So what happens in the expansions? Well, the storyline continues—after defeating the alien mothership on Earth, the Galaxy Defenders head to the dark side of the moon (Operation Strikeback), where there’s an alien base (and, of course, new types of aliens). After destroying that base (assuming you survive), the next stop is the alien homeworld (Extinction Protocol). I got a partial prototype of the expansions (enough to run one mission from Operation Strikeback and one from Extinction Protocol).
The expansions build on the existing mechanics and introduce Non-Player Characters (NPCs) that you can discover. When you find an NPC, it appears on the board and has its own AI that controls its movement and combat. In the first expansion, the agents will also have access to Power Suits, which provide better weaponry, armor, and movement as long as the batteries are charged. In the second expansion, you get upgraded Power Armor (miniatures pictured above) which is specific to the individual agents and has specialized weaponry designed for them. The Power Armor also uses energy, but has a built-in recharge rate.
There are also huge enemies that take up multiple hexes, and new types of damage: Lethal damage cannot be blocked by the blue defense dice; Critical damage lets you flip a token to see what special effects your attack had. You can also get poisoned temporarily, which bleeds out your health over time. Agents and aliens also have access to targeting systems, which will make attacks more effective while the target is “marked.” Finally, there are larger area effects: explosions can do damage to all enemies not only in one area but in all surrounding areas; area healing effects can heal all the allies in one area rather than just one ally.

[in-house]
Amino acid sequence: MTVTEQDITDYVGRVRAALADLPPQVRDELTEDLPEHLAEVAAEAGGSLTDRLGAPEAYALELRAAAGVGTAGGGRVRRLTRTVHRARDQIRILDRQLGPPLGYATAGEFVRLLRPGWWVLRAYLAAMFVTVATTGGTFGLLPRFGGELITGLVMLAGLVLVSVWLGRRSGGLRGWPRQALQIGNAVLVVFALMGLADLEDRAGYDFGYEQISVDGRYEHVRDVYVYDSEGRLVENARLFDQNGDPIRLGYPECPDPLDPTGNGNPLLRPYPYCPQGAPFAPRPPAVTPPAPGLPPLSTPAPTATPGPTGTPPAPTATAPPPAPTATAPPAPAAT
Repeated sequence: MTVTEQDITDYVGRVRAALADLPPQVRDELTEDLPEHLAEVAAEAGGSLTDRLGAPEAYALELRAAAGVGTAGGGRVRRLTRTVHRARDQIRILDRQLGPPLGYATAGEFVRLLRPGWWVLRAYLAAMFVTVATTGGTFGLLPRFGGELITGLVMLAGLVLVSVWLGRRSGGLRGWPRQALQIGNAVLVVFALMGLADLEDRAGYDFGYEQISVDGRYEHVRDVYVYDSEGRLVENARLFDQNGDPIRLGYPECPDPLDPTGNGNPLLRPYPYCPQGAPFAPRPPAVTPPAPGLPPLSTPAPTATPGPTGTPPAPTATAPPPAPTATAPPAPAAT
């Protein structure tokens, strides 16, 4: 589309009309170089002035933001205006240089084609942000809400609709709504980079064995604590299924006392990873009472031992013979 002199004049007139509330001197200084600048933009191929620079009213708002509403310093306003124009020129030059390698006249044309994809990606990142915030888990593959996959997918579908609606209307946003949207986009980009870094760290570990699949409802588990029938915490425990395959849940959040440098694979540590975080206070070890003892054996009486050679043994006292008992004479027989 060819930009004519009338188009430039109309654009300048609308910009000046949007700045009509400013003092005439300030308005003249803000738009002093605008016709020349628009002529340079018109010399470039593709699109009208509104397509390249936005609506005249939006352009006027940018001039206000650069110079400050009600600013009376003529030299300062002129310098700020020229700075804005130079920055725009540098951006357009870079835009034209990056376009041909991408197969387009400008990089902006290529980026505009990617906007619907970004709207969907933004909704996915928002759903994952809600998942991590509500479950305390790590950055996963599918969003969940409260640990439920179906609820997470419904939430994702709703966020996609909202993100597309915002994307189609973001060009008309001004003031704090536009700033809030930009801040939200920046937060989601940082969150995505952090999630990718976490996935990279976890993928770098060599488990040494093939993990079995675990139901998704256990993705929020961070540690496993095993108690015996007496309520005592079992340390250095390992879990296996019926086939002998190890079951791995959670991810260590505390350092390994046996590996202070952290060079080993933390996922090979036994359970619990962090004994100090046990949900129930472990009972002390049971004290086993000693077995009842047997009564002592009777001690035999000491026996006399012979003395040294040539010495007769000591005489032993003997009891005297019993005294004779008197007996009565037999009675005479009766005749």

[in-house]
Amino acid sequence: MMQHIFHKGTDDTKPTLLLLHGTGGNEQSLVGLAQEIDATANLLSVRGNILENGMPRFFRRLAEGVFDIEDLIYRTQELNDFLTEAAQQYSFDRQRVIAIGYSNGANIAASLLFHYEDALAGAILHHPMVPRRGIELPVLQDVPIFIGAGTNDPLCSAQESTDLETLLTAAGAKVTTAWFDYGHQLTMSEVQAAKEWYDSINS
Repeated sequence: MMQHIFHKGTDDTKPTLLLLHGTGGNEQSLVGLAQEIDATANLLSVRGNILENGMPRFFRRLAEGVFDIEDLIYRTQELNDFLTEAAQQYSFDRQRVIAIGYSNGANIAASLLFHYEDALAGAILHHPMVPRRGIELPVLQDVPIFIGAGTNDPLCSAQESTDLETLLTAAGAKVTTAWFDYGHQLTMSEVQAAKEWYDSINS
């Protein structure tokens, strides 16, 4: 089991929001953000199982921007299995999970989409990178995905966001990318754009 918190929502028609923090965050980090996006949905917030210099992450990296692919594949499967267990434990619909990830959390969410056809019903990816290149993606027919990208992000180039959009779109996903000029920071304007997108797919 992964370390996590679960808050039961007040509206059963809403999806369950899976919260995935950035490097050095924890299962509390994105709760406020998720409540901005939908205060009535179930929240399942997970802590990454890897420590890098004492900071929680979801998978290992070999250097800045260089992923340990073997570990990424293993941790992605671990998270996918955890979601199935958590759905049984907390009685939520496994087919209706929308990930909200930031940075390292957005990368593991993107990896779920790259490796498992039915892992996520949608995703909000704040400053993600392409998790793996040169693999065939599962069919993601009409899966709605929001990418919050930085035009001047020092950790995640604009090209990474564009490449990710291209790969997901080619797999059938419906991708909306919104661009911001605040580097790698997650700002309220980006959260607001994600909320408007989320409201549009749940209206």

Another new optional mechanic is fighting poses. Your default position is standing, but with this option thrown in, you can squat or lie flat—these stances reduce your movement and ability to defend against melee attacks, but they give you a bonus for your ranged attacks and for defending against ranged attacks.
I did try out the first mission in prototype form (no miniatures) but it gave a nice glimpse of a lot of the new mechanics. There are a few other things I hadn’t covered yet, like flying. There are flying enemies, which can go over barriers and obstacles on the board, and some of them even have the ability to seize you and drag you away—in this case, out of the relative safety of your spaceship. Fortunately, you also have access to jet boots (and, later, power armor) which lets you hop over these obstacles as well. There are also new areas of the board which are holes instead of obstacles—in these cases, you can’t walk over them, but they don’t block line of sight for attacks.
The NPCs in this scenario were hidden in the signals that get revealed as you encounter them—there are two Knights who will move toward the closest alien and attack them. They’ve also got a one-time-use tactic, an EMP blast that can wipe out all shields in an area. It’s incredibly handy if you can use it at the right time.
I also liked the variety of types of missions. Without giving too many spoilers, this mission had a very distinct storyline with different phases, and during each phase your objectives shifted somewhat. I like when you have to make choices between hunting down an alien so it won’t kill off a teammate (or you) and pursuing some other objective that will help you accomplish your mission objectives.
The expansions do seem to add quite a bit to the base game—both in terms of components and new gameplay—but you’ll certainly want to be familiar with the original before tackling those. (That’s how the storyline plays out anyway.)